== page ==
OAKLAND, Calif. (KTVU) - Call him the Golden State Killer, the East Area Rapist or the Original Night Stalker, a state-wide investigation has led officials to say “it’s our pleasure to call him defendant.”
On Wednesday a 72-year-old former police officer was taken into custody and accused of being the Golden State Killer, a serial rapist and killer who terrorized residents of the Bay Area, Sacramento and Southern California in the late 1970s and ‘80s.
Joseph James DeAngelo, who allegedly committed at least 12 homicides, 45 rapes and numerous home burglaries throughout California between 1976 and 1986, was booked into Sacramento County jail on two counts of murder around 2:00 a.m. Wednesday, officials said in a media briefing. Two of the East Area Rapist’s killings were in Ventura County, which is where the warrants were issued out of.
Sacramento District Attorney Anne Marie Schubert and Sheriff Scott Jones said they relied on “innovative DNA testing” to arrest DeAngelo, who was not a suspect until six days ago.
“We found the needle in the haystack, and it was right here in Sacramento,” Schubert said in the media briefing Wednesday afternoon.
DeAngelo was fired from the Auburn Police Department in 1979 after he was arrested that July for stealing a hammer and a can of dog repellant from a Citrus Heights drug store, according to Auburn Journal articles at the time.
In September 1979, two months after DeAngelo was fired, the Golden State Killer stabbed a dog while prowling in a neighborhood, according to “I’ll be Gone in the Dark,” a book written by Michelle McNamara about the Golden State Killer.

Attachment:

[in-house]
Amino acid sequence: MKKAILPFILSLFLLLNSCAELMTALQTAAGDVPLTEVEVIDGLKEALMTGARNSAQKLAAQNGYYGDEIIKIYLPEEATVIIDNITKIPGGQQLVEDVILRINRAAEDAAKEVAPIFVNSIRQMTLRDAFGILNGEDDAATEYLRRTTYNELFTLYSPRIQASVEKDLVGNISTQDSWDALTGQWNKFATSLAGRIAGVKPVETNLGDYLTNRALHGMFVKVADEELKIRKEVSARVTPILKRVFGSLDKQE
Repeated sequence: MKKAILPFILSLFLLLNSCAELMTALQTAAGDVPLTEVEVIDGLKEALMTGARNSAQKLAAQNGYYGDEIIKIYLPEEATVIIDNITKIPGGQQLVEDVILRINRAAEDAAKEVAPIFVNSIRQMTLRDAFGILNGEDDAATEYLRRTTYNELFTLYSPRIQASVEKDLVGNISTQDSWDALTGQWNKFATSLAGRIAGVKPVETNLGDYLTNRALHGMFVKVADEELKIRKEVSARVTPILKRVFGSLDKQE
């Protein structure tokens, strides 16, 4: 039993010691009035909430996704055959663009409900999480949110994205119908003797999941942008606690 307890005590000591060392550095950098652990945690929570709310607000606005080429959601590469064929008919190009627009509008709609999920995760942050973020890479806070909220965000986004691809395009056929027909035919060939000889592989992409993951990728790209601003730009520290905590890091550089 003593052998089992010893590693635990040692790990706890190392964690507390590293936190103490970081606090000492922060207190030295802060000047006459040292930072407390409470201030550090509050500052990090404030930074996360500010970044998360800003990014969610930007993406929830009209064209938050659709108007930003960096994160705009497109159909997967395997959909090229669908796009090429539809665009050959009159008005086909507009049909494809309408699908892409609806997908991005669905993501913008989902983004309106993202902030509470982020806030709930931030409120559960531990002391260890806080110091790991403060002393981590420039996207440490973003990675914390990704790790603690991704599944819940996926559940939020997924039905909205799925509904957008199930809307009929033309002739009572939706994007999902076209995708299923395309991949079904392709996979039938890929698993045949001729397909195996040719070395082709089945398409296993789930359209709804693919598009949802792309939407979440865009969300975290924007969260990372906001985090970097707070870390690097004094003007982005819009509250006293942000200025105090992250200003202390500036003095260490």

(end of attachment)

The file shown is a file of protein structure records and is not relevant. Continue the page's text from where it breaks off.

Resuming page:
Billy Jensen, a co-writer of the book, tweeted a clip of the 1979 article that documented DeAngelo being fired. It states that “DeAngelo failed to answer any of the city’s investigations and did not request an administrative hearing.” Jensen wrote in the tweet that DeAngelo “just took his punishment and left the force so no one would look deeper.”
Dive association. Dog repellant. Hammer. And refuses a hearing after shoplifting charge. Just took his punishment and left the force so no one would look deeper. #GoldenStateKiller #michellemcnamara #IllBeGoneInTheDark #stepintothelight pic.twitter.com/TSqmFwtZb9— Billy Jensen (@Billyjensen) April 25, 2018
Residents in the Citrus Heights neighborhood – a suburb in Sacramento County – where DeAngelo was arrested said he has lived in his three-bedroom home for at least two decades. The house was cordoned off by yellow crime-scene tape as Sacramento County sheriff’s investigators and FBI agents milled around inside.
And while neighbors highlighted that DeAngelo enjoyed taking his boat fishing, they added there was a darker side to him. They said he had a temper and could be heard screaming for things seemingly minor, like not being able to find his keys.
The Golden State Killer began his attacks in the summer of 1976, according to the FBI. That’s a three-year overlap from when the Golden State Killer’s attacks began and when DeAngelo was fired as an Auburn police officer.